Irish researchers have secured more funding from Horizon 2020, the EU’s programme on research and innovation, which commands a total budget of approximately €75 billion.

Ireland has secured over €513 million since the programme was launched in 2014. In the most recent batch of announcements, Ireland secured wins under both the academic and industry focuses of the research programme.

Three awards totalling more than €8 million were made to researchers at Irish universities by the European Research Council earlier this month.

Professor Fergal O’Brien at the RCSI (Royal College of Surgeons in Ireland) Department of Anatomy and AMBER: The materials science research centre, funded by Science Foundation Ireland, was awarded €3 million for a research project that aims to revolutionise the treatment of damaged articular joints, such as the knee and ankle. This innovative treatment is achieved by combining cutting-edge advances in the area of 3D printing and advanced manufacturing with new insights in stem cell and gene therapy to develop a platform biomaterial technology, or scaffold, capable of repairing bone and cartilage.
Professor Rhodri Cusack at Trinity College Dublin (TCD): The professor and his team at the Trinity College Institute of Neuroscience (TCIN) were awarded €3 million to conduct a research project which will use neuroimaging to measure the hidden changes in mental representations during infancy and compare them to predictions from deep neural networks. The technology has been responsible for recent exciting advances in artificial intelligence.
Professor Kenneth Wolfe, of the University College Dublin (UCD) School of Medicine and Conway Institute: Professor Wolfe was awarded €2.37 million for his project ‘Killer plasmids as drivers of genetic code changes during yeast evolution’, which will examine the evolution of genetic code and the changes it underwent in several species of yeast.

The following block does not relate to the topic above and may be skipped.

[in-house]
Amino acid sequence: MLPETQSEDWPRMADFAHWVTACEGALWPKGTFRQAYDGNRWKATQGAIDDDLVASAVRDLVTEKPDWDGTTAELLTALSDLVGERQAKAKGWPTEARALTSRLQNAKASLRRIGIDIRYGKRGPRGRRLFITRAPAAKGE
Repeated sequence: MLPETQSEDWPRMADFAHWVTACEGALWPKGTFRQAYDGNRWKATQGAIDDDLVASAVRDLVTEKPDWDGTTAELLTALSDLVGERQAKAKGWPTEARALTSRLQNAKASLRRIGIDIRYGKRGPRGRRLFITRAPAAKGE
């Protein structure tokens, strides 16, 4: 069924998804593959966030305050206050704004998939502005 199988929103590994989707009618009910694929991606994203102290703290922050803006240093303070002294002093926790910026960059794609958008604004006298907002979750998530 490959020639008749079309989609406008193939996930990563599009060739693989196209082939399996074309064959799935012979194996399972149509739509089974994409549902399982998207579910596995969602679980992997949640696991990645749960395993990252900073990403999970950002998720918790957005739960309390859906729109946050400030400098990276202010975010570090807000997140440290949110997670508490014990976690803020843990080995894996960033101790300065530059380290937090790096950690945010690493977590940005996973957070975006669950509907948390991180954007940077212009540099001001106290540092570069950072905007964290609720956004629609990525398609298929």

Earlier this month, nine Irish Small and Medium Enterprises were awarded Phase One funding under the SME Instrument, the programme’s industry focus. The award provides a sum of €50,000 to fund a feasibility study and business acceleration services.

Irish biotech company Avectas, which is supported by Enterprise Ireland, was awarded €2.1 million under Phase 2 of the SME Instrument, Avectas is developing a technology allowing for permeable cells to be extracted from a patient, re-engineered to attack cancers, and infused back into the patient.

They join 56 other Irish companies who have been awarded phase one funding since 2014.

Ireland’s Minister of State for Training, Skills, Innovation, Research and Development, John Halligan T.D. commented, “Irish researchers continue to punch above their weight and their continued ability to win such competitive funding highlights the fact that they are among Europe’s best. Since the programme was launched, 8,600 applicants from Ireland have secured more than half a billion euros in funding for research and innovation projects across a range of sectors and industries.”

Julie Sinnamon, CEO of Enterprise Ireland, the government agency which leads the national support network for Horizon 2020, said, ‘It’s been a fantastic week for news of Horizon 2020 with Ireland’s researchers and companies very ably competing at the highest levels, demonstrating both Ireland’s research and innovation excellence.”

Ireland’s strong performance reflects its growing international reputation for innovation, a key source of its competitive advantage.

Enterprise Ireland’s 14 Technology Centres, 15 Technology Gateways and 12 Science Foundation Research Centres focus on cutting-edge areas including big data, pharmaceuticals, medical devices, digital content, nanotechnology, sustainable food, smart technologies and marine renewable energy. In each of these centres, scientists and engineers work in partnership across academia and industry to address crucial research questions.

Building on two decades of investment in science and technology, the Irish Government continues to put innovation first with the implementation of its Innovation 2020 strategy.

Source: Irish Advantage